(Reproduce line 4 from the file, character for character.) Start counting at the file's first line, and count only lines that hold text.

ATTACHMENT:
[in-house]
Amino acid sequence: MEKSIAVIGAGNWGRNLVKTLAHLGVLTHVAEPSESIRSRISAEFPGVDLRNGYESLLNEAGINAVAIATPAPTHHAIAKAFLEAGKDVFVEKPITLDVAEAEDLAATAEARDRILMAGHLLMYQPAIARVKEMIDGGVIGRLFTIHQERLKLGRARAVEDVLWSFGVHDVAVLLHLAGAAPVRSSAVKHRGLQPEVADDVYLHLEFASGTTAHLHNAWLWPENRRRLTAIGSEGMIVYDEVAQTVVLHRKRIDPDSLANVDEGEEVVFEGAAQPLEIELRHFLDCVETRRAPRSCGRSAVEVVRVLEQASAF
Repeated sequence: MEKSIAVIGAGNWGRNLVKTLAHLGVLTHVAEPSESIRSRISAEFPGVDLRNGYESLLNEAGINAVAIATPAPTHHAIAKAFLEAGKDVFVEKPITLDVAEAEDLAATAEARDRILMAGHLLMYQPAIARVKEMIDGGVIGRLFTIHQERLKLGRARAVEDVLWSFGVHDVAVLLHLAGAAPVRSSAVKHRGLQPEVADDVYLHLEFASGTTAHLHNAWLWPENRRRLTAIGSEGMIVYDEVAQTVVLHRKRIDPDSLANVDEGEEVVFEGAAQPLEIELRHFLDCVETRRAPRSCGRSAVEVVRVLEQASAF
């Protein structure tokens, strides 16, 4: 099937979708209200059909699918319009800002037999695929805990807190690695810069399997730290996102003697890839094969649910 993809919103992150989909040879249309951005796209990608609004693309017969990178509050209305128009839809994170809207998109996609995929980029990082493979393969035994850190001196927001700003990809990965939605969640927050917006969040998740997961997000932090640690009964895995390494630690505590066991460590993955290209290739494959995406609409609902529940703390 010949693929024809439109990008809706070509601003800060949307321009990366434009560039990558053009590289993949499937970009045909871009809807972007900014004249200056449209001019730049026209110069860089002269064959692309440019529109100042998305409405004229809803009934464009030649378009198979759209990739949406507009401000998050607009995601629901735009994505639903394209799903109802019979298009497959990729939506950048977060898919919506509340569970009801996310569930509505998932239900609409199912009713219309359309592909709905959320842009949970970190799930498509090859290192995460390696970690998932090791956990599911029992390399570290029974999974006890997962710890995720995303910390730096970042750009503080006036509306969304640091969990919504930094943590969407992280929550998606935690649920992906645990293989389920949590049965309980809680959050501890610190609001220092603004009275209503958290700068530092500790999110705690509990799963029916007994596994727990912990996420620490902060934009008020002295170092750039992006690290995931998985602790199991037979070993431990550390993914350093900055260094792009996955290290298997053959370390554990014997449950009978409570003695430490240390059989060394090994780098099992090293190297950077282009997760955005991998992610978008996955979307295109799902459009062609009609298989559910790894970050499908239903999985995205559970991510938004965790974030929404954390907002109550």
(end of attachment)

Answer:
């Protein structure tokens, strides 16, 4: 099937979708209200059909699918319009800002037999695929805990807190690695810069399997730290996102003697890839094969649910 993809919103992150989909040879249309951005796209990608609004693309017969990178509050209305128009839809994170809207998109996609995929980029990082493979393969035994850190001196927001700003990809990965939605969640927050917006969040998740997961997000932090640690009964895995390494630690505590066991460590993955290209290739494959995406609409609902529940703390 010949693929024809439109990008809706070509601003800060949307321009990366434009560039990558053009590289993949499937970009045909871009809807972007900014004249200056449209001019730049026209110069860089002269064959692309440019529109100042998305409405004229809803009934464009030649378009198979759209990739949406507009401000998050607009995601629901735009994505639903394209799903109802019979298009497959990729939506950048977060898919919506509340569970009801996310569930509505998932239900609409199912009713219309359309592909709905959320842009949970970190799930498509090859290192995460390696970690998932090791956990599911029992390399570290029974999974006890997962710890995720995303910390730096970042750009503080006036509306969304640091969990919504930094943590969407992280929550998606935690649920992906645990293989389920949590049965309980809680959050501890610190609001220092603004009275209503958290700068530092500790999110705690509990799963029916007994596994727990912990996420620490902060934009008020002295170092750039992006690290995931998985602790199991037979070993431990550390993914350093900055260094792009996955290290298997053959370390554990014997449950009978409570003695430490240390059989060394090994780098099992090293190297950077282009997760955005991998992610978008996955979307295109799902459009062609009609298989559910790894970050499908239903999985995205559970991510938004965790974030929404954390907002109550």